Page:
Recorder News Staff

Amsterdam officials are proceeding with a more than $3 million project as part of an ongoing effort to correct the city’s combined sewer overflow issues.

The city has contracted with Altamont-based Pollard Excavating, Inc., who submitted the lowest bid at $3.193 million, to complete the project aimed to correct issues across the city’s three pump stations.

Amsterdam officials last month authorized John M. McDonald Engineering to make “appropriate revisions” to the bid documents and proceed with re-bidding “CSO Improvement Project Contract No. 2 — General Construction.”

Mayor Michael Villa said initial bid results came in too high and some aspects included had already been completed, so the Contract No. 2 was revised and rebid. Aldermen approved the most recent bid last week.

The project replaces and improves equipment at the South Side, East Side and West Side pump stations, which is aimed to help reduce combined sewer overflow incidents in the city. Some pumping equipment and controls being replaced are more than 40 years old.

“It’s to bring us up to where we need to be, especially with the East Side Pump Station,” Villa said.

The East Side Pump Station, located between Swan Street and Kline Road, processes wastewater from the entire city and pumps it to the Amsterdam Wastewater Treatment Plant. Villa said the most critical repairs are needed at the East Side Pump Station.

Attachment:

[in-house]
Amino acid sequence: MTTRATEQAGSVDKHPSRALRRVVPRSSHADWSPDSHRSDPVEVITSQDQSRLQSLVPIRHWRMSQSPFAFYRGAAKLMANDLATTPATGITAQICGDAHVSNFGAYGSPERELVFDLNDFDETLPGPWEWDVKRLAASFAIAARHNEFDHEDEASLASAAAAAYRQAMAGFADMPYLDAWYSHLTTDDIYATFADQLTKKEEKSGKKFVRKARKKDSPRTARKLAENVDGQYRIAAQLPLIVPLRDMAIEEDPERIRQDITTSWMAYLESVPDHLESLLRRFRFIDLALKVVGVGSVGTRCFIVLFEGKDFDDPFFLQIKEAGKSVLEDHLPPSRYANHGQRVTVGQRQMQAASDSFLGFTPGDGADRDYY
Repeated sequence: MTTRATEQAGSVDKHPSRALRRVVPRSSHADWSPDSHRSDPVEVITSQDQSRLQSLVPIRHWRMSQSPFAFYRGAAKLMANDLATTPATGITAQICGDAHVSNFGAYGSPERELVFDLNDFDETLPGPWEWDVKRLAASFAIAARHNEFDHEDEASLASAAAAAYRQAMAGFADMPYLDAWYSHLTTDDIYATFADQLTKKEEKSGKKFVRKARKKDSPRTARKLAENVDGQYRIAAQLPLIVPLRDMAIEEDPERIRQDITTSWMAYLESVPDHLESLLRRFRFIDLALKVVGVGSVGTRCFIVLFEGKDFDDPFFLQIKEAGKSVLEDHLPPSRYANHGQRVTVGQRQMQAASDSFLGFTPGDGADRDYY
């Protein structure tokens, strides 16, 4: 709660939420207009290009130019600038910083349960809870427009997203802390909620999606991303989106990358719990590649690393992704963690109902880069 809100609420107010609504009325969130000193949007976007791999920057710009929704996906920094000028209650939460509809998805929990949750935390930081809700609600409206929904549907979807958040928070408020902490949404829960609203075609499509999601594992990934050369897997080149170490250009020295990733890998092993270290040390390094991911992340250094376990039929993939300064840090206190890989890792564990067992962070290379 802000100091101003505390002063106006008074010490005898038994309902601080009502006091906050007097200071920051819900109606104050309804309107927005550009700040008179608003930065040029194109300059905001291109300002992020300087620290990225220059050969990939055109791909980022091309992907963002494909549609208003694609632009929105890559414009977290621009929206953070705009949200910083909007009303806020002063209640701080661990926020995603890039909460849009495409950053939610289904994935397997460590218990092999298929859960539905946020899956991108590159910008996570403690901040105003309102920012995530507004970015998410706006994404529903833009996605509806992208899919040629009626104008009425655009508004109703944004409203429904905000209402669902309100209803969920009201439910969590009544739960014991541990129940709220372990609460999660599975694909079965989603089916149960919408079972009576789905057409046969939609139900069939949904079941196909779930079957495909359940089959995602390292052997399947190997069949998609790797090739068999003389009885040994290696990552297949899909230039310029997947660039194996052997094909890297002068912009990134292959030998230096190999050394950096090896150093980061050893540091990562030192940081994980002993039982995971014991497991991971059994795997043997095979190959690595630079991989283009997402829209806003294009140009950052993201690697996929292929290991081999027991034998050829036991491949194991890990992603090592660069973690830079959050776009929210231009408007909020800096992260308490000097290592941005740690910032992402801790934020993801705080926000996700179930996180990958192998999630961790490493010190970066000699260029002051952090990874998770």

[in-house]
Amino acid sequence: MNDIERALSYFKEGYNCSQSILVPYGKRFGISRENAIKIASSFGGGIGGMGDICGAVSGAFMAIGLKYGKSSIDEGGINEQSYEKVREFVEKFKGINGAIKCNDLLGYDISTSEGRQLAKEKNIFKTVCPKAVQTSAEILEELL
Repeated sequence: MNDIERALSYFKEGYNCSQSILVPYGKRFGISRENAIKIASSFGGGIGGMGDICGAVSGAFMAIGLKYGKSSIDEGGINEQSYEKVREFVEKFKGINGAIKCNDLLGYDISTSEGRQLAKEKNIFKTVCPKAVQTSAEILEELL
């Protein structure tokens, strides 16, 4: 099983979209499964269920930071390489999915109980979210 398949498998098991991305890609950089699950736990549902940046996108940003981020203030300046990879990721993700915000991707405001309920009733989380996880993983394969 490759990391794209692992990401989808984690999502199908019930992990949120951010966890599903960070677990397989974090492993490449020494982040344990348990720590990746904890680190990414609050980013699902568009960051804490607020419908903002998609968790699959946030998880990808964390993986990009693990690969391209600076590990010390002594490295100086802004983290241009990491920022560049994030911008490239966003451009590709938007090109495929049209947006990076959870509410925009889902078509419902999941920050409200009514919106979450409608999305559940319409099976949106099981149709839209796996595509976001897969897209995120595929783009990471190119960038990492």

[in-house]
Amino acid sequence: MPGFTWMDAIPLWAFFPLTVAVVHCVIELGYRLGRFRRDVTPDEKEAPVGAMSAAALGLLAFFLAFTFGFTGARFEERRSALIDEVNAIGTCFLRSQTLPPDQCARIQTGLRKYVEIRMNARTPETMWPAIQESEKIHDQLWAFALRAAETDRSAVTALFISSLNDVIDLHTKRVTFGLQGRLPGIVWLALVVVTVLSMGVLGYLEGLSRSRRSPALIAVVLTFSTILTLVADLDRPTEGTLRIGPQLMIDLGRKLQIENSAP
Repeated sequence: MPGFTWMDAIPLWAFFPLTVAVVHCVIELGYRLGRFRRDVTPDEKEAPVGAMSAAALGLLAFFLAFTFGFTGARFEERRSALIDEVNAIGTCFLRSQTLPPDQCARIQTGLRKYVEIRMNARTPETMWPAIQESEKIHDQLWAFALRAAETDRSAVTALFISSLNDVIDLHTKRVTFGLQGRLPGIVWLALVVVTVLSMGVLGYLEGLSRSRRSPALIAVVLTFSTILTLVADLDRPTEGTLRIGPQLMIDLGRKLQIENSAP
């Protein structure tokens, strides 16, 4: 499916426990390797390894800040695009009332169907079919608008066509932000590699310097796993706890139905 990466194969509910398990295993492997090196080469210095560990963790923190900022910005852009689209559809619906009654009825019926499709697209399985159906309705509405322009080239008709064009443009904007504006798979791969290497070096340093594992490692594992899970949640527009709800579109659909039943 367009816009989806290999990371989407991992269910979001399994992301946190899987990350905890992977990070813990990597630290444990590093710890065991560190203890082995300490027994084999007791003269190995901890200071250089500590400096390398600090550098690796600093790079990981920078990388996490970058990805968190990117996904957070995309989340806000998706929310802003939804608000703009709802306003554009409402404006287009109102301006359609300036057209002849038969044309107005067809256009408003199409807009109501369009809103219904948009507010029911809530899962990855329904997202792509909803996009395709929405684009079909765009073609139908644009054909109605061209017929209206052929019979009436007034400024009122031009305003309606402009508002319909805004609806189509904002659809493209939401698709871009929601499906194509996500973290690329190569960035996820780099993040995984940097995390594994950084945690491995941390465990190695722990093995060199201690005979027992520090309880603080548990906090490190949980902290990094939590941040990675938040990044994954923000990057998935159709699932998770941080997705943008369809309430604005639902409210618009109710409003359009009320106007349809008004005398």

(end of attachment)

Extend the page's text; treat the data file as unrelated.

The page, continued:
Funds for the project are being drawn from the $5 million funding package the state awarded Amsterdam last year. The assistance includes a $1.25 million grant from the state Water Infrastructure Improvement Act and a zero interest loan totaling $3.75 million from the Clean Water State Revolving Fund.

Villa said there were several steps required before crews could begin projects at the pump stations, which is why work is commencing about a year after the funding package was awarded.

“There’s a long lead time on pump repairs and replacement parts,” Villa said.

He also said an engineering study had to be completed before the project was bid.

A. Thomas Bates, of John M. McDonald Engineering, had said the state Department of Environmental Conservation required additional equipment to be installed during the improvement project, which exceeded the budget. He said there were also mistakes in some bids because of confusion about what was required.

“Some of the work that was initially involved was already completed, so they were bidding on stuff that had already been done,” Villa said Tuesday.

The state DEC required the city to install a bypass system at the East Side Pump Station until the worked commenced on the improvement project.

One of the two existing pumps at the station failed and the remaining pump was not operating at its capacity, which has caused overflows during high flow events, according to Bates.

Bates had said a temporary bypass pump was installed to assist the station, but more robust bypass system with additional pumps were required to prevent sewage overflows into the Mohawk River. The expanded bypass system has since been installed.